Next Friday, Hindus around the world will begin preparations to celebrate the birthday of Ram, whose divine incarnation laid the foundations of Hindu moral values and ethics. The birthday, known as Ramnavami, is April 21, a day that brings together Hindus of different languages, regions and spiritual practices.
The concept of divine incarnation is a major part of the mainstream Hindu belief system. The Sanskrit word Avatar means “the one who descends” – in other words, the incarnation of the Divine Being that descends to Earth. But if God is omniscient, omnipotent and omnipresent, then why is there a need for an incarnation?
Countless sages, prophets and wise men of different cultures have made declarations on how humans ought to live, but they have been ignored, resulting in conflicts and suffering. So, the Supreme Divine has had to descend to Earth in order to show us how it is possible to live a virtuous life, based on Dharm (sacred law), despite our weaknesses. Lord Krishn declares in Gita (4.7-8), “Whenever the sacred law fails, and evil raises its head, I take embodied birth. To guard the righteous, to root out the wicked and to establish the Sacred Law, I am born from age to age.”
According to sacred Hindu literature, there have been 10 divine incarnations, of which three were in human forms – Ram, Krishn and Buddh- who are highly revered by Hindus of all denominations. Ram is the most universally worshipped. To Hindus, the word Rama or Ram is the most powerful expression of love for God. When Mahatma Gandhi was assassinated, he uttered Hey Ram! Or O’ Ram! with his last breath. Hindus often greet each other by uttering the name. Its very mention evokes an intense devotion to God in their hearts.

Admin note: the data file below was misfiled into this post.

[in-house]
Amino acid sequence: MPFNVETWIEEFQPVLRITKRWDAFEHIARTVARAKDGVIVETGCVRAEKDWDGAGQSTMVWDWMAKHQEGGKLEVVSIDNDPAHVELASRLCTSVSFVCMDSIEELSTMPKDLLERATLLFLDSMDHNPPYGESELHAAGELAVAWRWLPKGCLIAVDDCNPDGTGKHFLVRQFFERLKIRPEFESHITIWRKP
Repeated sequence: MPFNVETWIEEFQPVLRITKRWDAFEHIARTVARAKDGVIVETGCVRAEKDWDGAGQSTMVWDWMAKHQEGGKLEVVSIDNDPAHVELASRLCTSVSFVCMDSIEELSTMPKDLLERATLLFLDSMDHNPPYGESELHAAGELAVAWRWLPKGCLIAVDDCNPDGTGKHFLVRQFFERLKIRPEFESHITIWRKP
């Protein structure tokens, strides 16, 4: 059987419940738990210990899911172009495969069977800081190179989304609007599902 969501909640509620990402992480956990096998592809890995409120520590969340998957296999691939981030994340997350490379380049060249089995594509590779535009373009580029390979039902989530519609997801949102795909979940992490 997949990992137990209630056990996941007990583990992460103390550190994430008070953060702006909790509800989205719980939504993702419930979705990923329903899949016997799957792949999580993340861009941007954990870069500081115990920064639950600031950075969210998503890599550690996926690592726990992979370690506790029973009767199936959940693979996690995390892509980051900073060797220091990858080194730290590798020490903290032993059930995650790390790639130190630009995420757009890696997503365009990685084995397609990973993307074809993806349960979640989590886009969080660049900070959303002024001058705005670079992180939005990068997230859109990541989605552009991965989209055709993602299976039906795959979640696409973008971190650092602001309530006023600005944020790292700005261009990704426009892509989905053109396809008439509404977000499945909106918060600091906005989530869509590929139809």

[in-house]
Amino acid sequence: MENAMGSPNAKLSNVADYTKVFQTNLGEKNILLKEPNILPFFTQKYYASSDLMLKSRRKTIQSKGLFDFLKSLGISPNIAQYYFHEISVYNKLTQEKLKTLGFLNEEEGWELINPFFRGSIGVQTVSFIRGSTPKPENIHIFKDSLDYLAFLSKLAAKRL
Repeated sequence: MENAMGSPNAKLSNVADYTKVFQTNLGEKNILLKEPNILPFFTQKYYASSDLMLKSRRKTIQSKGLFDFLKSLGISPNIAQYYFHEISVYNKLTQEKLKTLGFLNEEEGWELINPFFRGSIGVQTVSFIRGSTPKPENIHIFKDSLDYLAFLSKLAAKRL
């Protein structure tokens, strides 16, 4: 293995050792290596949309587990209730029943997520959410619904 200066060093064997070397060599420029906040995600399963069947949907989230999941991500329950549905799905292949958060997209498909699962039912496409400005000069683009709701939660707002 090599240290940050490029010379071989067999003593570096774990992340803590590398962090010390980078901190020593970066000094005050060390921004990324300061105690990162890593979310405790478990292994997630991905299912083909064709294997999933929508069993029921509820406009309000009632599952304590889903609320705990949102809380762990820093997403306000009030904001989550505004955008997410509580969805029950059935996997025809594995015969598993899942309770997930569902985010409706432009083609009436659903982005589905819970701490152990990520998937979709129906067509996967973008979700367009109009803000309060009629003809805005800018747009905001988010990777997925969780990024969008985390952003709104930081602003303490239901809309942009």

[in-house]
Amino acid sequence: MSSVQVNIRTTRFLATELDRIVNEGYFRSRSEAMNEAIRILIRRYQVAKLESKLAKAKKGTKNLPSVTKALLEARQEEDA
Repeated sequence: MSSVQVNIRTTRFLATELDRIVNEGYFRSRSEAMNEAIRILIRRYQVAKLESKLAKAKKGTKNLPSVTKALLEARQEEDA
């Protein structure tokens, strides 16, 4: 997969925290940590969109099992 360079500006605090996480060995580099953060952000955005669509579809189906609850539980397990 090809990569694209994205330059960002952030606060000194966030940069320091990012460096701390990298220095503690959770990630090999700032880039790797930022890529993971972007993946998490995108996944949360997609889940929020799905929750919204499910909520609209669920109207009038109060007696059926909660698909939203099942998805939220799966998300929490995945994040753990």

While praying daily, my grandfather would parrot the word Ram in his mind as he turned each bead of his rosary. It is believed that by repeating Ram Nam (Ram’s name) with sincerity and devotion, even an evil person can become virtuous and go to heaven. The glory of Ram is sung in all Hindu and Sikh temples.
Over the centuries, starting with the ancient sage Valmiki, many Hindu poets and writers narrate the story of Ram called Ramayan. The tenth Sikh Guru Govind Singh, a fervent devotee of Rama, sings the glorious story of his role model in his poem Ram-avatar, meaning “the divine incarnation Ram.” Guru Govind Singh says: “Ram’s story is eternal; everybody must recite it; sins and suffering cannot touch those who recite or listen to it.”
The tale of Ramayan begins in the ancient kingdom of Ayodhiya (where, a decade ago, a historical mosque was demolished by militant Hindus claiming it to be Ram’s birthplace). While retiring, King Dasarath declares his eldest son Ram as his successor. Just before Ram’s coronation, his jealous stepmother conspires to have Dasarath exile him for 14 years so that her own son Bharat can inherit the throne. Obeying his father, Ram leaves with his wife Sita and his brother Lakshman.
While dwelling in the forest, Sita is abducted by Ravan, the wicked tyrant king of Lanka (now called Sri Lanka). But, assisted by local tribal chiefs, Ram invades Lanka to free his wife. After slaying Ravan, he returns to Ayodhiya with Sita and Lakshman.
In this epic tale, Ram exemplifies perfection, without compromise, in every facet of human behavior and relationship. He is ideal as king, son, husband and brother and also a perfect, chivalrous enemy.
Ramayan unites Hindus of all languages, regions and spiritual practices. The glory of Ram is worshipped in every Hindu home, temple and Sikh gurudwara. Hindus of Trinidad, Mauritius, Fiji and Guyana have as much devotion and love for Ram as those in India. The stage drama of the Ramayan epic is still an important part of popular culture of Muslim Indonesia.
Some Western historians and Indian skeptics question the historic accuracy of the Ramayan. Hindus who follow the reform movement Arya Samaj don’t subscribe to the Avatar concept or consider Ram a divine incarnation, but they do honour and revere him just the same. Hindus’love for Ram is so intense that such doubts are considered sacrilegious hearsay. As Hindus begin these days of preparation by reading the Ramayan for the eight days leading up to Ram’s birthday, an appropriate way to pay tribute would be by praying for both Hindus and Muslims who have lost their lives in recent violence in India’s Gujarat State.
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Article By: Ajit Adhopia